HDAC inhibition facilitates the switch between memory systems in young but not aged mice.

M. Dagnas, J.-L. Guillou, T. Prevot, N. Mons
Journal of Neuroscience. 2013-01-30; 33(5): 1954-1963
DOI: 10.1523/jneurosci.3453-12.2013

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Chromatin modifications, especially histone acetylation, are critically involvedin gene regulation required for long-term memory processes. Increasing histone acetylation via administration of histone deacetylase inhibitors before or after
a learning experience enhances memory consolidation for hippocampus-dependent tasks and rescues age-related memory impairments. Whether acutely and locally enhancing histone acetylation during early consolidation processes can operate as a switch between multiple memory systems is less clear. This study examined the short- and long-term behavioral consequences of acute intra-CA1 administration of the histone deacetylase inhibitor Trichostatin A (TSA) on cue versus place learning strategy selection after a cue-guided water maze task and competition testing performed 1 or 24 h later in mice. Here, we show that intra-CA1 TSA infusion administrated immediately post-training biased young mice away from striatum-dependent cue strategy toward hippocampus-dependent place strategy under training condition that normally promotes cue strategy in vehicle controls. However, concomitant infusions of TSA with either PKA inhibitor, Rp-cAMPS, into CA1 or cAMP analog, 8Br-cAMP, into dorsal striatum failed to bias young mice to place strategy use. Behavioral and immunohistochemical analyses further indicated that post-training TSA infusion in aged mice rescued aging-associated deregulation of H4 acetylation in the CA1 but failed to reverse phosphorylated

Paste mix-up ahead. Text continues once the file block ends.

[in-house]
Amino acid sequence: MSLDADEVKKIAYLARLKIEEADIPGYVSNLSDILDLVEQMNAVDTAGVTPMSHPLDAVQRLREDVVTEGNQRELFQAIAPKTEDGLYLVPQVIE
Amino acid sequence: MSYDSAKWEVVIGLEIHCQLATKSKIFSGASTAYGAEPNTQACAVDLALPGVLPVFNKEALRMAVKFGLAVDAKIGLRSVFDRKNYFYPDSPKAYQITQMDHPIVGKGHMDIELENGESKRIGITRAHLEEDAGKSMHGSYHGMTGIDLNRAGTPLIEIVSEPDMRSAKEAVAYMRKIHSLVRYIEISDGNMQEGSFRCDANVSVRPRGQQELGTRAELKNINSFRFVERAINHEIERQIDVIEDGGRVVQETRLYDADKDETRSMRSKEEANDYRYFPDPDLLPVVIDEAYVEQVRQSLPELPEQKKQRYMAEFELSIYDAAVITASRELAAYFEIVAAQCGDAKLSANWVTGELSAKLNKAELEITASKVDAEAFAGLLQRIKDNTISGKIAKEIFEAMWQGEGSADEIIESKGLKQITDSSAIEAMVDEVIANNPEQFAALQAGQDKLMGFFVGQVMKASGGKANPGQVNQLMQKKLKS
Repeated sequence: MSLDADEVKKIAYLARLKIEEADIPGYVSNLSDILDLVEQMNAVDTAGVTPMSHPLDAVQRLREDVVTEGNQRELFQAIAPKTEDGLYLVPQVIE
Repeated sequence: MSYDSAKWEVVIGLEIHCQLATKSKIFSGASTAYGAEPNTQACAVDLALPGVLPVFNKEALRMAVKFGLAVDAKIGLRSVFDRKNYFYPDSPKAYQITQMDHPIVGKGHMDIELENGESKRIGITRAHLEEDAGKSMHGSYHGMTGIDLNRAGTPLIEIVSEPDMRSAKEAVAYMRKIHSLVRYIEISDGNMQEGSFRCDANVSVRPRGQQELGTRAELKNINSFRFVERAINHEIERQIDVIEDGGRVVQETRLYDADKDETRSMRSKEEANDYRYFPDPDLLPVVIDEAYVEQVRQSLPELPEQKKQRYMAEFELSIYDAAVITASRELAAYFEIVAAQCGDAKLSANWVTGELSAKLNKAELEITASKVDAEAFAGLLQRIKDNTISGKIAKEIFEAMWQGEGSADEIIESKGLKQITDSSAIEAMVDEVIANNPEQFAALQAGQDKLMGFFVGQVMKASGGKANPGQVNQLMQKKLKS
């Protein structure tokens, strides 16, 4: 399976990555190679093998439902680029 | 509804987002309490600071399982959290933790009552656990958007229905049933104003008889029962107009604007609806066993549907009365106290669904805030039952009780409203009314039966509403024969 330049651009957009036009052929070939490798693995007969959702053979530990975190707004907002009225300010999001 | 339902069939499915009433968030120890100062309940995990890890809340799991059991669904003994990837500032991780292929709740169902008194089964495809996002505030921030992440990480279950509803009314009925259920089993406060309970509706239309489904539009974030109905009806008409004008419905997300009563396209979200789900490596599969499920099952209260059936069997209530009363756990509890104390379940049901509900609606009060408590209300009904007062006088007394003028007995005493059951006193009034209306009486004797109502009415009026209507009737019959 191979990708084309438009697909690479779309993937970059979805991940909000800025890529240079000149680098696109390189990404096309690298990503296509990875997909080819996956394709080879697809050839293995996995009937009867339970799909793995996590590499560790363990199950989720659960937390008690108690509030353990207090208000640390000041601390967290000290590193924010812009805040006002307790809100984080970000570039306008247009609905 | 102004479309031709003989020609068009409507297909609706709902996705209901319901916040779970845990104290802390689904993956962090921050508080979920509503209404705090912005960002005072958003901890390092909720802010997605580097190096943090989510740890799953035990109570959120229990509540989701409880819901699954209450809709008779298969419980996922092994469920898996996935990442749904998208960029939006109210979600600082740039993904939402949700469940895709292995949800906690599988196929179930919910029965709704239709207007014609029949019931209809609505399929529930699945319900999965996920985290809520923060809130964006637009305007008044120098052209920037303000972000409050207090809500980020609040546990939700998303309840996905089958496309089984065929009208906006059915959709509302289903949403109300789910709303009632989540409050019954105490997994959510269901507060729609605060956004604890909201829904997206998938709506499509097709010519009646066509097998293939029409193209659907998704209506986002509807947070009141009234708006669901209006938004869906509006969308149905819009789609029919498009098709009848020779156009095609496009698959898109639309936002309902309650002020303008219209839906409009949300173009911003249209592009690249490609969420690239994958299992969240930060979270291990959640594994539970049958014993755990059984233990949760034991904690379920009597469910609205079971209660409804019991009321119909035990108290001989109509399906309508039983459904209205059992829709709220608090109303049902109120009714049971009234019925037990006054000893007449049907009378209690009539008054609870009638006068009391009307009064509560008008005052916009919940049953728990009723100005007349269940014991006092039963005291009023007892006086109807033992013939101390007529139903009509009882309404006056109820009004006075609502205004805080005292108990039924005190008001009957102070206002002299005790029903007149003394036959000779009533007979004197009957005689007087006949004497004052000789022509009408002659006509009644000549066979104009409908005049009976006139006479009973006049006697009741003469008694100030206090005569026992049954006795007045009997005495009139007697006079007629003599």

CREB deficits and to produce strategy bias on the 24 h probe test. These findings suggest that post-training intra-CA1 TSA infusion promotes dynamic shift from striatum toward the hippocampal system in young but not aged animals, and support the possibility of a role for CREB in the TSA-mediated switch between these two memory systems.


Auteurs Bordeaux Neurocampus